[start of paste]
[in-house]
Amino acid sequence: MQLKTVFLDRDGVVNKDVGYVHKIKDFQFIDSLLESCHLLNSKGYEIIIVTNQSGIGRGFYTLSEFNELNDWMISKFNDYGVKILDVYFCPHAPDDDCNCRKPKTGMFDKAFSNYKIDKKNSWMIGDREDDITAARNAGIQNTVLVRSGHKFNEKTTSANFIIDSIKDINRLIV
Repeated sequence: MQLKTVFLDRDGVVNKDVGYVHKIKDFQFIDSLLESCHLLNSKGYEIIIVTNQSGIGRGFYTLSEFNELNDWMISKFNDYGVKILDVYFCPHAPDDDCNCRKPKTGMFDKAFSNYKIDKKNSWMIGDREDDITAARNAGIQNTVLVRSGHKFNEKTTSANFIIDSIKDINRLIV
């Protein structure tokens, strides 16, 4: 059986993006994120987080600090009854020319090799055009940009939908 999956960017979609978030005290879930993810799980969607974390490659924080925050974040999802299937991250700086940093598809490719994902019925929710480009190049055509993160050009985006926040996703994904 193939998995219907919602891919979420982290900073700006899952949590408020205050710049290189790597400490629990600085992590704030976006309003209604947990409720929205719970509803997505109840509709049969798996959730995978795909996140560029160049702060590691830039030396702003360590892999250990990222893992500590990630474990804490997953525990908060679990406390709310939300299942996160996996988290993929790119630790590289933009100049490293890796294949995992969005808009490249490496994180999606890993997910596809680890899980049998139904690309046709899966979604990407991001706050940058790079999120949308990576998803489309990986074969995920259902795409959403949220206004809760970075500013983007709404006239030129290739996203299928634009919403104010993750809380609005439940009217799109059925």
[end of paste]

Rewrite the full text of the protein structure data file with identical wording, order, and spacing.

[in-house]
Amino acid sequence: MQLKTVFLDRDGVVNKDVGYVHKIKDFQFIDSLLESCHLLNSKGYEIIIVTNQSGIGRGFYTLSEFNELNDWMISKFNDYGVKILDVYFCPHAPDDDCNCRKPKTGMFDKAFSNYKIDKKNSWMIGDREDDITAARNAGIQNTVLVRSGHKFNEKTTSANFIIDSIKDINRLIV
Repeated sequence: MQLKTVFLDRDGVVNKDVGYVHKIKDFQFIDSLLESCHLLNSKGYEIIIVTNQSGIGRGFYTLSEFNELNDWMISKFNDYGVKILDVYFCPHAPDDDCNCRKPKTGMFDKAFSNYKIDKKNSWMIGDREDDITAARNAGIQNTVLVRSGHKFNEKTTSANFIIDSIKDINRLIV
């Protein structure tokens, strides 16, 4: 059986993006994120987080600090009854020319090799055009940009939908 999956960017979609978030005290879930993810799980969607974390490659924080925050974040999802299937991250700086940093598809490719994902019925929710480009190049055509993160050009985006926040996703994904 193939998995219907919602891919979420982290900073700006899952949590408020205050710049290189790597400490629990600085992590704030976006309003209604947990409720929205719970509803997505109840509709049969798996959730995978795909996140560029160049702060590691830039030396702003360590892999250990990222893992500590990630474990804490997953525990908060679990406390709310939300299942996160996996988290993929790119630790590289933009100049490293890796294949995992969005808009490249490496994180999606890993997910596809680890899980049998139904690309046709899966979604990407991001706050940058790079999120949308990576998803489309990986074969995920259902795409959403949220206004809760970075500013983007709404006239030129290739996203299928634009919403104010993750809380609005439940009217799109059925």